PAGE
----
Images of people camped outside of passport offices, and news of a triage system that turns away any applicant not travelling immediately, have shocked Canadians and contributed to a halting travel industry recovery.
But a new report says it was all preventable.
A National Post report says internal reviews of Canada’s passport services in MAR 2020 found that the process was the “least efficient” way of delivering passports to Canadians and that passport offices would be unable to manage “unplanned volumes.”
That was before the pandemic travel shutdowns - and two years before surging travel demand created havoc for most travel-related operations.
The union that represents 800 federal passport workers says today’s passport crisis, “seems like a fulfillment of a prophecy.”
“We knew there was going to be a problem when the pandemic started,” adds Kevin King, president of the Union of National Employees.
A government statement issued last week blamed the crisis on complex and mail-in applications, which take longer to process. That and “pent up demand” after two years of passport application numbers at only 20 per cent of usual numbers.
However, the federal government’s own data show that the volume of passport applications is still within pre-pandemic ranges: between 2.5 and 5 million applications per year.
And the minister in charge of Service Canada, Karina Gould, also acknowledged the system failed to anticipate the surge in applications when travel reopened earlier this year.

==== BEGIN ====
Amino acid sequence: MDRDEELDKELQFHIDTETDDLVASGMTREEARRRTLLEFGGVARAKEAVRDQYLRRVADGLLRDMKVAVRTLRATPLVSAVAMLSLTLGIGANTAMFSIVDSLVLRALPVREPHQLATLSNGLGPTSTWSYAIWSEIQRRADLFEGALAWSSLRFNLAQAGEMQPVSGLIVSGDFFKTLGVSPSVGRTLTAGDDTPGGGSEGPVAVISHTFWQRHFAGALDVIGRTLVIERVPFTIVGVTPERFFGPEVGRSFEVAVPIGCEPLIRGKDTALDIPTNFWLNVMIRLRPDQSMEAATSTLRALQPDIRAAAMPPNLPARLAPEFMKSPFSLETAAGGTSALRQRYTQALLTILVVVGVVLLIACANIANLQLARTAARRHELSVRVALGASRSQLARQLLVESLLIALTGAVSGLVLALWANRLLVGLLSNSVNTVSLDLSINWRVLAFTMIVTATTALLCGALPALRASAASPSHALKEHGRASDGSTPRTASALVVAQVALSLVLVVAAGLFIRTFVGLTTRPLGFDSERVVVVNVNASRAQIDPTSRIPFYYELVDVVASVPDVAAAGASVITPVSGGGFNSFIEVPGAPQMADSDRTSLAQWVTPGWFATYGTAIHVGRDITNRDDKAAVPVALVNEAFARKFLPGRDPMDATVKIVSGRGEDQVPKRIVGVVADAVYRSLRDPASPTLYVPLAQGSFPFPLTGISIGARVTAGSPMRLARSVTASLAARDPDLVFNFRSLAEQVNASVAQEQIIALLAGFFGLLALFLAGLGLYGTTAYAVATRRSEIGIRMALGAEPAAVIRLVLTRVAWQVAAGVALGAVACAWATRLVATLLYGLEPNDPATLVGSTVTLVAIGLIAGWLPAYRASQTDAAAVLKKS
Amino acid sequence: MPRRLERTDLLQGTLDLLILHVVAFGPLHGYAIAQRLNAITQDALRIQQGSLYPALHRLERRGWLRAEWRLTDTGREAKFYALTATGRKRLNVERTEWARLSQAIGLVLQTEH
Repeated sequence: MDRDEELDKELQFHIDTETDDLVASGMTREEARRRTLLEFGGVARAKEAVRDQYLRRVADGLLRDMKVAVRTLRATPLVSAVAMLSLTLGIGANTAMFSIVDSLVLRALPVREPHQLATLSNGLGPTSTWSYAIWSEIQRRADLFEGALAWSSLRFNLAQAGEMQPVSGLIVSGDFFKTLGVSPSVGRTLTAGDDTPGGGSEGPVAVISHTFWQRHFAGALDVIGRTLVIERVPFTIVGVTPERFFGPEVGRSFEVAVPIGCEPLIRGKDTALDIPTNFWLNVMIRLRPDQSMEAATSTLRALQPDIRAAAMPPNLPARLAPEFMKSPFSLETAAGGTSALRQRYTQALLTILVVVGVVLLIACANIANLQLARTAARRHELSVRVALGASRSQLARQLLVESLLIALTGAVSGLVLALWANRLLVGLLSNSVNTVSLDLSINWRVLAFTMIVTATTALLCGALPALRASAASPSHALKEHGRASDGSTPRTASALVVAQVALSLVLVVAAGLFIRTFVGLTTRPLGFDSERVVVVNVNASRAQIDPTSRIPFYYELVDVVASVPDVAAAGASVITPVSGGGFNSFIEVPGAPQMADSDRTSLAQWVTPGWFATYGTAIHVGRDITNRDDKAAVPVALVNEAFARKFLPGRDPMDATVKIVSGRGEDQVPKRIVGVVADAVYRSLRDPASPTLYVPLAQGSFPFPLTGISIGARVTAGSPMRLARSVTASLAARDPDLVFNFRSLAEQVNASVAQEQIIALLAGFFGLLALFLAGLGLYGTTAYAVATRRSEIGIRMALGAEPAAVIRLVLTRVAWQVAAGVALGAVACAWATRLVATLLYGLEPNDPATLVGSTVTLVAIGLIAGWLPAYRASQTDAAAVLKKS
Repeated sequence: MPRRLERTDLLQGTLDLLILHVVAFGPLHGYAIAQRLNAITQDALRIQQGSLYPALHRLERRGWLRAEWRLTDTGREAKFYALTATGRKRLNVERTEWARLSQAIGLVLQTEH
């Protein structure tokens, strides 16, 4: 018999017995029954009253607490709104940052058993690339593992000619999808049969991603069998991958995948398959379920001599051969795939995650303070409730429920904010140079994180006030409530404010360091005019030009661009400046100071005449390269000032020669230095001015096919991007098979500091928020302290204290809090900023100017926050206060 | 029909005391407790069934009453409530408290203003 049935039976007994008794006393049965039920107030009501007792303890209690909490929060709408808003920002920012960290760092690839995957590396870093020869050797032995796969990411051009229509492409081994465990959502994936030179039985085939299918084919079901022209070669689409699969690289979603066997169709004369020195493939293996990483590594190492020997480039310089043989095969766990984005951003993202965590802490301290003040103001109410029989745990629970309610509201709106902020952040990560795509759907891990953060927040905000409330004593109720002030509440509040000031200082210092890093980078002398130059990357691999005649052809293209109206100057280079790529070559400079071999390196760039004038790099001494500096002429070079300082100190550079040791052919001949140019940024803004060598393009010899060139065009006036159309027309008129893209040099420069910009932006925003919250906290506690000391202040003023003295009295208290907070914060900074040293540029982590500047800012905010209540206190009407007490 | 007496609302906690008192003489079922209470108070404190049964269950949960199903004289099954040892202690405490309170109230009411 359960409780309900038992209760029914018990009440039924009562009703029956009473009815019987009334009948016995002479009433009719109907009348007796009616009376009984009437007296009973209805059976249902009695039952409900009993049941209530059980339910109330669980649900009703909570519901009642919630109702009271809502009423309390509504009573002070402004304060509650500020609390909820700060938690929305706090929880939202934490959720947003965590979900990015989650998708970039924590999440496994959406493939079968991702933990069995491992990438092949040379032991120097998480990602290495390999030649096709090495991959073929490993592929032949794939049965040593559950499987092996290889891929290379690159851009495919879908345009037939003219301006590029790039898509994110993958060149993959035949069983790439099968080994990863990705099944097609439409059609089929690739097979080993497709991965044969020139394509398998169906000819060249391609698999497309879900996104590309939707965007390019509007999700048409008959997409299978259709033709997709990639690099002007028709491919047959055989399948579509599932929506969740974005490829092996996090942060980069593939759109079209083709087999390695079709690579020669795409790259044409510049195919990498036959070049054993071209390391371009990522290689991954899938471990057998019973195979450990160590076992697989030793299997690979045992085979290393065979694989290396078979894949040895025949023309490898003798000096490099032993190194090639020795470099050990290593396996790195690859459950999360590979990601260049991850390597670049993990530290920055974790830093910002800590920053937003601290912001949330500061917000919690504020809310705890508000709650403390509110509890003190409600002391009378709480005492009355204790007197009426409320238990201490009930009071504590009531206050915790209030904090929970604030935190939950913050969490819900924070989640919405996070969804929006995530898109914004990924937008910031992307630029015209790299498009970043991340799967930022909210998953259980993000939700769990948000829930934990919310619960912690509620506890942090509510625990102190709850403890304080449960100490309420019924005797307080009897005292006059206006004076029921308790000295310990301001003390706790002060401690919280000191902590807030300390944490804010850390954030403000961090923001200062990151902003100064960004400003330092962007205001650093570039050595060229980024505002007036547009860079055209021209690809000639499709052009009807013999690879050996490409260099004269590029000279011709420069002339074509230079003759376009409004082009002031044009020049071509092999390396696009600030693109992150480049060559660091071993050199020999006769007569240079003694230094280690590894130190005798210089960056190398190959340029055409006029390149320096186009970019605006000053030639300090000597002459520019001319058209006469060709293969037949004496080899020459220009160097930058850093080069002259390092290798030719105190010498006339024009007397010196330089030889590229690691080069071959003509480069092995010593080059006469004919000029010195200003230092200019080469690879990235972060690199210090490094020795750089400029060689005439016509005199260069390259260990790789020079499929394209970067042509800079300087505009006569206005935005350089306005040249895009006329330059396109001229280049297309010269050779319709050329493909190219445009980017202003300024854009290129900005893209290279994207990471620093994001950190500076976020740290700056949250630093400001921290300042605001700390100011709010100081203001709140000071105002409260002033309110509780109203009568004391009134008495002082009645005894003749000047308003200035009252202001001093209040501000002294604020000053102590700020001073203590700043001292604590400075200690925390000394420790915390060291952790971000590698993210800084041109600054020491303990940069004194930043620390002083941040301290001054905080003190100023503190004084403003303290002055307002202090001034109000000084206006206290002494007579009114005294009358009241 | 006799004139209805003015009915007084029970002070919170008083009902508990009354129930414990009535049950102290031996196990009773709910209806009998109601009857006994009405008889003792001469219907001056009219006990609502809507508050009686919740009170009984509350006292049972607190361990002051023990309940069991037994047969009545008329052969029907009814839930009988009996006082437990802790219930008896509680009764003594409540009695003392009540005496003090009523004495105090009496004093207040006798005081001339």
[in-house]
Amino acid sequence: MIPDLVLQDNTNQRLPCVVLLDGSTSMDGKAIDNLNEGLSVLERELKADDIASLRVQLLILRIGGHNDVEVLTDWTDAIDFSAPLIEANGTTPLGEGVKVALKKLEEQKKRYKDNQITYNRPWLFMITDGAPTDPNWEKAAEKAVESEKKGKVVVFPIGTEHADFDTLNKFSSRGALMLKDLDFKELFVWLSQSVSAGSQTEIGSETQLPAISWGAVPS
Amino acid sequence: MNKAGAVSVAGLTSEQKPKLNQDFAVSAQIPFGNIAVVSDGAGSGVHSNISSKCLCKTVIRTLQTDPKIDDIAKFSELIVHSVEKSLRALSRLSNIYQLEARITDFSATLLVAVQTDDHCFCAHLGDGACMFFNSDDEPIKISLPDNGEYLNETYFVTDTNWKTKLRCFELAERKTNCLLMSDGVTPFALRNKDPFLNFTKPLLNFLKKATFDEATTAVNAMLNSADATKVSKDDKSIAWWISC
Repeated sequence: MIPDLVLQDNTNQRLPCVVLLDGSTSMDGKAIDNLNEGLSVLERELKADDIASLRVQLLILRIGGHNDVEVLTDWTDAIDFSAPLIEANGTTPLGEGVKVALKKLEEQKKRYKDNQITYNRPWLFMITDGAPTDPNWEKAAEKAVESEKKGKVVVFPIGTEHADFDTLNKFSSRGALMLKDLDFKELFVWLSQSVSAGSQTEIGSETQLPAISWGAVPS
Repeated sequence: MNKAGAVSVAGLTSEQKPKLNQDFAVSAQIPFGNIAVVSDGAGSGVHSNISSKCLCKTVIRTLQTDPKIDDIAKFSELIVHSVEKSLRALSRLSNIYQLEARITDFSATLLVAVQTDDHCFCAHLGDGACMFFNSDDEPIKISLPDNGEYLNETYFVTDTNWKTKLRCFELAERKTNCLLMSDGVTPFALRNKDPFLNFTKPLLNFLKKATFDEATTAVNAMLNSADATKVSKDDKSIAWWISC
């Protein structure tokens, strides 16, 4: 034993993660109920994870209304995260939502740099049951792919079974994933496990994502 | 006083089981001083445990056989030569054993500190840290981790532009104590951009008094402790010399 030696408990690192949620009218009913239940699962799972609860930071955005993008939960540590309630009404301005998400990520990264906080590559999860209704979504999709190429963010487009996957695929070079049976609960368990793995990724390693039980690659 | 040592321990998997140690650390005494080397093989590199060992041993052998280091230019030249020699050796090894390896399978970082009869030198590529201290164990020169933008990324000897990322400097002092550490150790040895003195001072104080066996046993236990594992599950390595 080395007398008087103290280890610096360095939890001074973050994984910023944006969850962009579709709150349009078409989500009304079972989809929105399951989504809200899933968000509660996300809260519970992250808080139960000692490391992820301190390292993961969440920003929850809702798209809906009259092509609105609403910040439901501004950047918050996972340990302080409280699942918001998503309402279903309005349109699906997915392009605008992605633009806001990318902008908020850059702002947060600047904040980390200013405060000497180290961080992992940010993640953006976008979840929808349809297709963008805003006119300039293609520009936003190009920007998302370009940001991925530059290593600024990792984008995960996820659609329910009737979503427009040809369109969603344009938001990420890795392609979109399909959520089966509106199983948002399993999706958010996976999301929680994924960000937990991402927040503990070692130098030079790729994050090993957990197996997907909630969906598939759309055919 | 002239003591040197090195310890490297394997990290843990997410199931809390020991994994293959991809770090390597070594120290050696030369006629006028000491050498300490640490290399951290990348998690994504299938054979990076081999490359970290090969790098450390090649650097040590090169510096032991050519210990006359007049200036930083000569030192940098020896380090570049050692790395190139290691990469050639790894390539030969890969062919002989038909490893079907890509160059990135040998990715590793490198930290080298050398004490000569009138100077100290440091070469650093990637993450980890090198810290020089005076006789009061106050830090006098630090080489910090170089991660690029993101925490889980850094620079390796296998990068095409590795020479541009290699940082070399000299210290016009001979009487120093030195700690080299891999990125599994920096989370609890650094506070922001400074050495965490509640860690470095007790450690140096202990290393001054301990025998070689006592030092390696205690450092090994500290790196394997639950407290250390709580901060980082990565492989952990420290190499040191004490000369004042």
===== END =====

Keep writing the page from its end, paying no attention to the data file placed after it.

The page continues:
Wait - Wouldn’t This All be Solved by an Online Application Process?
The government’s own pre-pandemic warning report - two years ago - said the “single greatest improvement” to the passport process would be an online portal. But there isn’t one.
In 2014 the government began the Passport Program Modernization Initiative (PPMI), an IT project that was supposed to have created an improved and streamlined process for Canadians to apply for and be issued passports. It had a $100 million budget and a launch date of 2016-17. Five years ago.
But, as the National Post reports, “like other major government IT projects, the PPMI hit significant snags early on.” In 2017, its projected launch date, CBC News reported it was behind schedule and already $75 million over budget, with “the current processing system for Canadian passports… on its last legs.”
That was in 2017. PPMI’s launch date was pushed to 2021-22 - and it still hasn’t happened.
According to the National Post, Canada’s Immigration Ministry tapped IBM in DEC 2020 to build a “digital platform that would allow people to renew and pay for their passports online, as well as upload the required photo from any device.”
However, it apparently is still only at the “pilot-project” phase.
Immigration Canada says it’s targeting “full deployment” of the new digital system this summer - about the same time as passport office officials say they’re expecting the backlog of passport applications to subside anyway.